The Treasury of David is one of several C.H. Spurgeon books that are in the public domain. If you propose to study the Psalms, I suggest you download this as a companion for your other references.
Title. A Psalm of David. David is pictured in this Psalm as in a faithful miniature. His holy trust, his many conflicts, his great transgression, his bitter repentance, and his deep distresses are all here; so that we see the very heart of “the man after God’s own heart.” It is evidently a composition of David’s later days, for he mentions the sins of his youth, and from its painful references to the craft and cruelty of his many foes, it will not be too speculative a theory to refer it to the period when Absalom was heading the great rebellion against him. This has been styled the second of the seven Penitential Psalms. It is the mark of a true saint that his sorrows remind him of his sins, and his sorrow for sin drives him to his God.
Subject And Division. The twenty-two verses of this Psalm begin in the original with the letters of the Hebrew alphabet in their proper order. It is the first instance we have of an inspired acrostic or alphabetical song. This method may have been adopted by the writer to assist the memory; and the Holy Spirit may have employed it to show us that the graces of style and the arts of poetry may lawfully be used in his service. Why should not all the wit and ingenuity of man be sanctified to noblest ends by being laid upon the altar of God? From the singularity of the structure of the Psalm, it is not easy to discover any marked divisions; there are great changes of thought, but there is no variation of subject; the moods of the writer’s mind are twofold—prayer and meditation; and as these appear in turns, we should thus divide the verses. Prayer from Psalms 25:1-7; meditation, Psalms 25:8-10; prayer, Psalms 25:11; meditation, Psalms 25:12-15; prayer, Psalms 25:16-22.
The Treasury of David.
Mine eyes are ever toward the Lord. The writer claims to be fixed in his trust, and constant in his expectation; he looks in confidence, and waits in hope. We may add to this look of faith and hope the obedient look of service, the humble look of reverence, the admiring look of wonder, the studious look of meditation, and the tender look of affection. Happy are those whose eyes are never removed from their God. “The eye, “says Solomon, “is never satisfied with seeing, “but this sight is the most satisfying in the world. For he shall pluck my feet out of the net. Observe the conflicting condition in which a gracious soul may be placed, his eyes are in heaven and yet his feet are sometimes in a net; his nobler nature ceases not to behold the glories of God, while his baser parts are enduring the miseries of the world. A net is the common metaphor for temptation. The Lord often keeps his people from falling into it, and if they have fallen he rescues them. The word “pluck” is a rough word, and saints who have fallen into sin find that the means of their restoration are not always easy to the flesh; the Lord plucks at us sharply to let us feel that sin is an exceeding bitter thing. But what a mercy is here: Believer, be very grateful for it. The Lord will deliver us from the cunning devices of our cruel enemy, and even if through infirmity we have fallen into sin, he will not leave us to be utterly destroyed but will pluck us out of our dangerous state; though our feet are in the net, if our eyes are up unto God, mercy certainly will interpose.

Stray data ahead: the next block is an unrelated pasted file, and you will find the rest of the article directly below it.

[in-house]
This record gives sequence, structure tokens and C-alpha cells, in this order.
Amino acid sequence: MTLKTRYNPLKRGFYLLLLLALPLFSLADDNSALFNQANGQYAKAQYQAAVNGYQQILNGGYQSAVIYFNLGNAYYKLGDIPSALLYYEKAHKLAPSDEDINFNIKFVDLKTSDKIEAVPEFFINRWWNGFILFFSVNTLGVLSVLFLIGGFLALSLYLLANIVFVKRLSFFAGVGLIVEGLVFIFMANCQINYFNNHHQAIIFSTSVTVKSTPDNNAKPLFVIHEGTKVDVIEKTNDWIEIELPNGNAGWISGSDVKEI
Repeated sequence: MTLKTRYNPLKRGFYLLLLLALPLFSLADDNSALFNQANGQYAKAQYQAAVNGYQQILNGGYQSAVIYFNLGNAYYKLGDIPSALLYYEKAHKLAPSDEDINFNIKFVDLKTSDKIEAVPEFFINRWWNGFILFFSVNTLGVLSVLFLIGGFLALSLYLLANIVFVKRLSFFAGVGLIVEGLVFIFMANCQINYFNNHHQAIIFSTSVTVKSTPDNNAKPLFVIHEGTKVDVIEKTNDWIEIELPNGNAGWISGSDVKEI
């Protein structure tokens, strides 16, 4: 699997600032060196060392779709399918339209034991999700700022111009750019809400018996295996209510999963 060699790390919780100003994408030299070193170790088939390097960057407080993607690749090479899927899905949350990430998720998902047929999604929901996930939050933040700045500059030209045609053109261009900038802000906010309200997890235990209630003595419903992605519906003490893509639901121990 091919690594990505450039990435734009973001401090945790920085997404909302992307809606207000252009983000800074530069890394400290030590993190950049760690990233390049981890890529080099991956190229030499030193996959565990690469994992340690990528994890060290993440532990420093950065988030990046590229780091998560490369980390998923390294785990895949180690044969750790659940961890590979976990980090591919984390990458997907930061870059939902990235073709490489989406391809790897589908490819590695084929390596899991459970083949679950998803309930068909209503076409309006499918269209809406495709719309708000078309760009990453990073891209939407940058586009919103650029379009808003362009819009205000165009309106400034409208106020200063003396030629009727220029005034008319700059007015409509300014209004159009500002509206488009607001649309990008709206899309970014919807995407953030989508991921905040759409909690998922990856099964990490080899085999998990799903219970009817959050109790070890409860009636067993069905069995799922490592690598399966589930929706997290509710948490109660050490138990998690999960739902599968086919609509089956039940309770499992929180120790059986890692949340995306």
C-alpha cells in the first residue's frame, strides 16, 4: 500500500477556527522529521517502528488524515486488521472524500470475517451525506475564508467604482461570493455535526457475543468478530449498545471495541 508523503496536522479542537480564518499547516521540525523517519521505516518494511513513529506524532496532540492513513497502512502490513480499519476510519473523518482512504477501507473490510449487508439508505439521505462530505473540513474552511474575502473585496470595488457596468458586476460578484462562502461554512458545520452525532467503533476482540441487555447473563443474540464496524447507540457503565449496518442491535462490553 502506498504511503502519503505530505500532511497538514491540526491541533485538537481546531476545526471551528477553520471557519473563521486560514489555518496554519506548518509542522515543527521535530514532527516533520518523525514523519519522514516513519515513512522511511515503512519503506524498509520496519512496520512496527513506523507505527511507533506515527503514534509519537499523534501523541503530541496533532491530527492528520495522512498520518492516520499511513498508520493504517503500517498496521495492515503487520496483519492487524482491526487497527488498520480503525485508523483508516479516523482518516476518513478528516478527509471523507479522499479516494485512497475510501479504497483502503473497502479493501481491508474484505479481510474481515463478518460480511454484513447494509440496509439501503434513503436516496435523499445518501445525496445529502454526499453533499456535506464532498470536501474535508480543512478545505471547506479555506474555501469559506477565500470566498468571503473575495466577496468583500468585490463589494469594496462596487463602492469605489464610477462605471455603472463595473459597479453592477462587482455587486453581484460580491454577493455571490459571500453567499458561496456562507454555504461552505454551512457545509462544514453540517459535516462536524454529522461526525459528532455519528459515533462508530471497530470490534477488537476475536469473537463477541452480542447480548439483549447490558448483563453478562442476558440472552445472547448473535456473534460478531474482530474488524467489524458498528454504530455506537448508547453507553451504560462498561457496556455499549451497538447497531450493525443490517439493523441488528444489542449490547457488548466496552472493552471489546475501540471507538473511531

Mine eyes are ever toward the Lord. Though we cannot see him by reason of our present distance and darkness, yet we must look towards him, towards the place where his honour dwells, as those that desire the knowledge of him and his will, and direct all to his honour as the mark we aim at, labouring in this, that “whether present or absent, we may be accepted of him.” Matthew Henry.
Mine eyes. As the sense of sight is very quick, and exercises an entire influence over the whole frame, it is no uncommon thing to find all the affections denoted by the term “eyes.” John Calvin.
He shall pluck my feet out of the net. An unfortunate dove, whose feet are taken in the snare of the fowler, is a fine emblem of the soul, entangled in the cares or pleasures of the world; from which she desires, through the power of grace, to fly away, and to be at rest, with her glorified Redeemer. George Horne.
The Treasury of David.
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